Name: Rentong Wang.
Place of birth: Yuanshi County in Hebei Province, China.
Date of birth: June 10, 1972.
First language: Mandarin Chinese.
Title: Technical specialist in structural and dynamic analysis in heavy-duty engineering at Cummins Inc.
Job duties include: Parts simulation to see what kinds of stresses parts are exposed to so that we can optimize the parts’ functionality and durability.
Came to the U.S. in: 1999 to attend Ohio State University.
Moved to Columbus in: 2004.
Education: Bachelor’s degree from University of Science and Technology in Beijing, master’s degree from Tsinghua University in Beijing and doctorate degree from Ohio State, all in mechanical engineering.
Family: Wife, Fengmin Zhou; two sons, both students at Parkside Elementary School.
Hobbies: I like playing and watching sports. I play badminton, tennis and volleyball, and I like watching soccer and American football, especially Buckeyes and Colts games. We usually get together for the Super Bowl for a party, and we have a little wager to see who can guess the score. I also watch some TV, like “Big Bang Theory,” and I like to read Chinese literature. I also do calligraphy after work to relax.
Q: What was your first job?
The summer after I finished my bachelor’s I worked for an uncle’s construction company, lifting bricks and mixing concrete. It was very labor intensive, and it was basically a way for me to get some exercise over the summer.
Q: How did you come to study in the U.S.?
A lot of my friends had gone to the U.S. to study, so I was curious. The plan was to get an education first, then some work experience and see from there. I got married right before I moved to the U.S.
Q: When you came to the U.S., what did you immediately notice as different from where you had grown up?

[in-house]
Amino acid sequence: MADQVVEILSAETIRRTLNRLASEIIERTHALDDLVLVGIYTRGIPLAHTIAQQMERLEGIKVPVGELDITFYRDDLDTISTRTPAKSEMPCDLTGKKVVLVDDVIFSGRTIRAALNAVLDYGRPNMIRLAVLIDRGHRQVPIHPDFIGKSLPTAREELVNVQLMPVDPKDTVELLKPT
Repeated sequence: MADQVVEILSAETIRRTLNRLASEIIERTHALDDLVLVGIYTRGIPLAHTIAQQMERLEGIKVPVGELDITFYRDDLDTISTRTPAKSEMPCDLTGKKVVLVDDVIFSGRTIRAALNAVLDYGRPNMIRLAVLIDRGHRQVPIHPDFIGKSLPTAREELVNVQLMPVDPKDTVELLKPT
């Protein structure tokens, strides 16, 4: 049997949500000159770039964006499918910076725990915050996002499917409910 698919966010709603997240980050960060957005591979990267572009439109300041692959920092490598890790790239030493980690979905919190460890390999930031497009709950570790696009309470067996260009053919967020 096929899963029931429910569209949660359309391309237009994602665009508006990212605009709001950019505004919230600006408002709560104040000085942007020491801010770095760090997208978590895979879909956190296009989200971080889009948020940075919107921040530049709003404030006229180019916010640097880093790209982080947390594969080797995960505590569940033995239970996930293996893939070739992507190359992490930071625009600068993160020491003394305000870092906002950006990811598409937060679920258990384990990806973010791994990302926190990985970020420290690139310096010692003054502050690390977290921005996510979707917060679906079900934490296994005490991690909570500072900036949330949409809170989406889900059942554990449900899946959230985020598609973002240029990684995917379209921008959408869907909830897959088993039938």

I landed in Columbus, Ohio, and was picked up in a car, and the first thing I noticed was that the U.S. is very spacious and not nearly as crowded as China. And that the sky is very clear.
Q: What major challenges did you have to overcome after your move to the U.S.?
When I was in high school and college in China I didn’t have a lot of interest in learning English, and although I studied before I came to the U.S., it was a very difficult adjustment. I could get along in one-on-one conversations, but I probably understood only about 30 to 40 percent of what was on television.
Q: How have you adjusted culturally?
A: My sons are both Americans because they were born here, so they have more readily adopted American holidays, such as Christmas, while to my wife and me, traditional Chinese holidays still hold more meaning. During Chinese holidays we get together with friends and have traditional Chinese food. At Thanksgiving, our kids wanted turkey, so we fixed some. Sometimes we get together with friends during American holidays, and sometimes we also travel. I try to go back to China every other year, and it’s been easier since I’ve gotten a permanent resident card. But it’s more difficult for my sons, because they’re both Americans.
Q: How do you like living in Columbus?
A: I grew up on a farm in a quiet place, and I really like Columbus. Despite its small size, it has a large Chinese community, but not too big. Most people in the Chinese community know one another through Cummins. People in Columbus are very nice and they don’t discriminate against people from other places. And despite its size, it has a lot to offer, such as the architecture. It’s also very neat and organized. The Columbus community is a big part of what keeps me here.
Q: What advice do you have for internationals who are just now moving to Columbus?
A: Get involved in the community, whether through sports or ethnic organizations, because it will help you get to know a lot of people.
Q: Where have you traveled within the U.S?
A: We like to travel a lot, especially into nature. We’ve traveled to Yosemite, the Grand Canyon, Texas, Louisiana, Glacier National Park and Yellowstone, which is my favorite.
Global Columbus is a twice monthly Q&A with members of Columbus’ international workforce. If you know someone we should talk to, contact Boris Ladwig at 379-5712 or firstname.lastname@example.org.